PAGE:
To his credit, both Williams and the band managed for the most part to skirt cheesiness on their take of Hello Dolly, the one number closest to the Louis Armstrong catalog, propelled by Garcia’s second-line inspired shuffle. Svetlana and the band reinvented the Beatles’ Because as stern, stark, hauntingly austere, gospel-infused late 1800s rusticity, Garcia’s chart finding new plaintiveness and poignancy in the moody McCartney melody. They followed with a briskly shuffling Lady Be Good, Williams just a little behind the beat for extra sass. Cheek to Cheek was the most ribald number on the bill, and the whole band got into the act, instrumentally at least, leaving the dancefloor pickup scene for the couple at the mic to work out. Likewise, the band eased their way into Baby It’s Cold Outside, drawing plenty of chuckles with a series of riffs from a whole slew of cheesy Xmas hits.

They wound up the set with a piano-and-vocal intro into a slowly swinging Blue Skies – Svetlana took an equally charming and challenging, stairstepping prowl through the first verse, then the group took it swinging doublespeed with lickety-split solos from Hashin and Test to send the crowd out breathless. Svetlana saved her lone swoop up to the towering peak of her register for the last line of the last chorus. She and the group are off to Israel for a little tour, then they return to New York on Dec 5 at 9 PM at their regular backyard-tenement haunt, the Back Room on Norfolk just north of Delancey. Look for the unlocked gate on the east side of the street about eighty feet up the block.

November 28, 2016 Posted by | concert, jazz, Live Events, Music, music, concert, New York City, review, Reviews | , , , , , , , , , , , , , , , , , | Leave a comment

Misty, Cosmopolitan Charm with Svetlana & the Delancey Five At the Blue Note This Weekend

Since Svetlana & the Delancey Five have made their home at the Lower East Side backyard-tenement hideaway the Back Room on Norfolk Street for the the past four years, you might expect their leader to play the role of mob moll in front of a band playing gangster favorites from the Lucky Luciano era. Instead, watching her is more akin to being at the Deux Magots in Paris ten years down the line, when Sartre and Beauvoir were hanging out til closing time. Svetlana has devastating wit, cosmopolitan sophistication and an amazing band behind her who are every bit as important to the music as she is. This isn’t just a bunch of guys chilling behind a charismatic singer: Svetlana will jump on a trumpet or sax or piano phrase, or a drum riff and go sailing through the stars, rising from misty bittersweetness to uninhibited exhilaration, just as the band will do when she throws a phrase their way. Yet as wild as these cats can get, they’re more subtle than most of the other oldtimey swing acts out there. They’re bringing that act to the Blue Note this Sunday, Nov 27 for brunch, with sets at 11:30 AM and also 2 PM for all you normal, i.e. night people. New Orleans powerhouse trumpeter/crooner James Williams is Svetlana’s special guest, meaning that they’ll probably be minding the Satchmo-and-Ella songbook that the band explores on their most recent album.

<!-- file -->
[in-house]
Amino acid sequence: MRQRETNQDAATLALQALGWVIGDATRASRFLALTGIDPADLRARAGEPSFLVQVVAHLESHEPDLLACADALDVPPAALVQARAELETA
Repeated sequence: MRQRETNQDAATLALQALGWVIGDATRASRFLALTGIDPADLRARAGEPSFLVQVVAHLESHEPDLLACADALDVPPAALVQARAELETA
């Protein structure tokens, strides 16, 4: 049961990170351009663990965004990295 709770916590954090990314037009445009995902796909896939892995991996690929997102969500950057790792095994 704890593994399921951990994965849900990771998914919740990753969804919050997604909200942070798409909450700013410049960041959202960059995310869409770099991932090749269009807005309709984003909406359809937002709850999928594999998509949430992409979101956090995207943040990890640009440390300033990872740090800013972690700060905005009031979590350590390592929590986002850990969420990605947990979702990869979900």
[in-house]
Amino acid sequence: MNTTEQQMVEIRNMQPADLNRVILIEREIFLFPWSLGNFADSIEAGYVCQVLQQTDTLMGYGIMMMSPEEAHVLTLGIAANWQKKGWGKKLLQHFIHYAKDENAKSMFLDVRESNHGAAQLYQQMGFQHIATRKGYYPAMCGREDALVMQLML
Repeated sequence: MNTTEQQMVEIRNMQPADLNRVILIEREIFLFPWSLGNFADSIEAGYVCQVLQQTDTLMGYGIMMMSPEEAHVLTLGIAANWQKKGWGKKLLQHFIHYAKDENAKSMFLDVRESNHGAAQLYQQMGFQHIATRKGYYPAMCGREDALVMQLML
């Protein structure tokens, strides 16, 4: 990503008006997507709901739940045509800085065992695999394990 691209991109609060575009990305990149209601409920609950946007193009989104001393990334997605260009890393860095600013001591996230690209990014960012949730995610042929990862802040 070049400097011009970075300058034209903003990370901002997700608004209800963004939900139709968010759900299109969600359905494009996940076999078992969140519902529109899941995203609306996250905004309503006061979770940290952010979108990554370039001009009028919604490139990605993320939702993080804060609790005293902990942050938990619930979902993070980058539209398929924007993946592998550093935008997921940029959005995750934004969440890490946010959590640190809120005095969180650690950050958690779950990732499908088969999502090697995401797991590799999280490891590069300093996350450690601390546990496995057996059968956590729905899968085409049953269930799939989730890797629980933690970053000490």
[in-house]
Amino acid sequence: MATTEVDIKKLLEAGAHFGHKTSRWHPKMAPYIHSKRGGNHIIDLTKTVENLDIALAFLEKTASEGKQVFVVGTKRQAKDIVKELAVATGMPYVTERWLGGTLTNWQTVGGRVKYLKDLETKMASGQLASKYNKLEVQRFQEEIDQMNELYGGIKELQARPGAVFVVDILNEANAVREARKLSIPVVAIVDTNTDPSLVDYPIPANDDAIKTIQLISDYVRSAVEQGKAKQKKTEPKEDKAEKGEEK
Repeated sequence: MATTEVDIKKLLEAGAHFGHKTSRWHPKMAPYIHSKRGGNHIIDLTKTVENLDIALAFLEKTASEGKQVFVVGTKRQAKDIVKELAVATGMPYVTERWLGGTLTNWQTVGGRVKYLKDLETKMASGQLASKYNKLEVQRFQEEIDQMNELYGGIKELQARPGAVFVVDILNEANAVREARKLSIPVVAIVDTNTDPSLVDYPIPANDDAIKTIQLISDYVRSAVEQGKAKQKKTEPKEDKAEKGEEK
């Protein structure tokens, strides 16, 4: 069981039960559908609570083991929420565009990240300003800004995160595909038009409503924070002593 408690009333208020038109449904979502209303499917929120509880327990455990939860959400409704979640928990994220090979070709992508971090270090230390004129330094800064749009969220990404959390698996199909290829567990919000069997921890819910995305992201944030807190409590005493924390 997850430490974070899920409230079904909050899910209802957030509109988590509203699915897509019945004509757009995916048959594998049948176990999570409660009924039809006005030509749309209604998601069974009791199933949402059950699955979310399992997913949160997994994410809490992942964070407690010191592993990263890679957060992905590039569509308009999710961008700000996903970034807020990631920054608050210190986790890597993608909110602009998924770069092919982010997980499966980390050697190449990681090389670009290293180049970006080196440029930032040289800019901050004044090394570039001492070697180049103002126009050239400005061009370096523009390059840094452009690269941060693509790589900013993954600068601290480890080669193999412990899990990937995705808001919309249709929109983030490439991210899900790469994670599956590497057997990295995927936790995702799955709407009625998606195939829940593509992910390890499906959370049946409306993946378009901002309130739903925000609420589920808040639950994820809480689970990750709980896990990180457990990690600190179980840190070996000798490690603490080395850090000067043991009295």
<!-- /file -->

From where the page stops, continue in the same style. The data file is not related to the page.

It takes awhile to get a handle on what she does. The first time this blog caught her act, the band was cooking and so was she. The second time out, a rainy night at the Back Room, was much more melancholy and misterioso: she didn’t allow a hint of vibrato into her vocals until the closing cadenza of the last song of the set. Most recently, she charmed an all-Manhattanite audience, fronting the Seth Weaver Big Band at Zinc Bar earlier this week. Svetlana polled the crowd to see where everybody was from, and was reassured that there are still diehard jazz people on this island. And as vividly as she channeled the deadpan vindictiveness of Ellington’s Do Nothing Til You Hear From Me, and balanced that with an exuberant take of It Had to Be You, it was her original, It’s All Good, that made for the best song of the night. It’s an update on classic 30s swing for the here and now. As she hit the chorus, she suddenly rose from a warmly enveloping calm to an eye-opening leap: “When you hear the BIG NOISE, it’s not thunder or storm.” Then she took the audience groundward again: “It’s just the sound of my heart breaking.” The song ended on a characteristically enigmatic note, a little defeated, a little defiant.

Fun fact: Svetlana is a frequent Wycliffe Gordon collaborator, and makes extensive use of his playful, wit-infused charts for jazz standards. She’ll be his special guest this Friday night, Nov 25 at Dizzy’s Club at Jazz at Lincoln Center for his 7:30 PM set with his energetic quintet.

Fun fact #2: Svetlana & the Delancey Five often open with the Gerry Mulligan classic Bernie’s Tune. To be fair, they were doing this long before the 2016 Democratic primaries. But it’s still cool.

November 21, 2016 Posted by | concert, jazz, Live Events, Music, music, concert, New York City, review, Reviews | , , , , , , , , , , | Leave a comment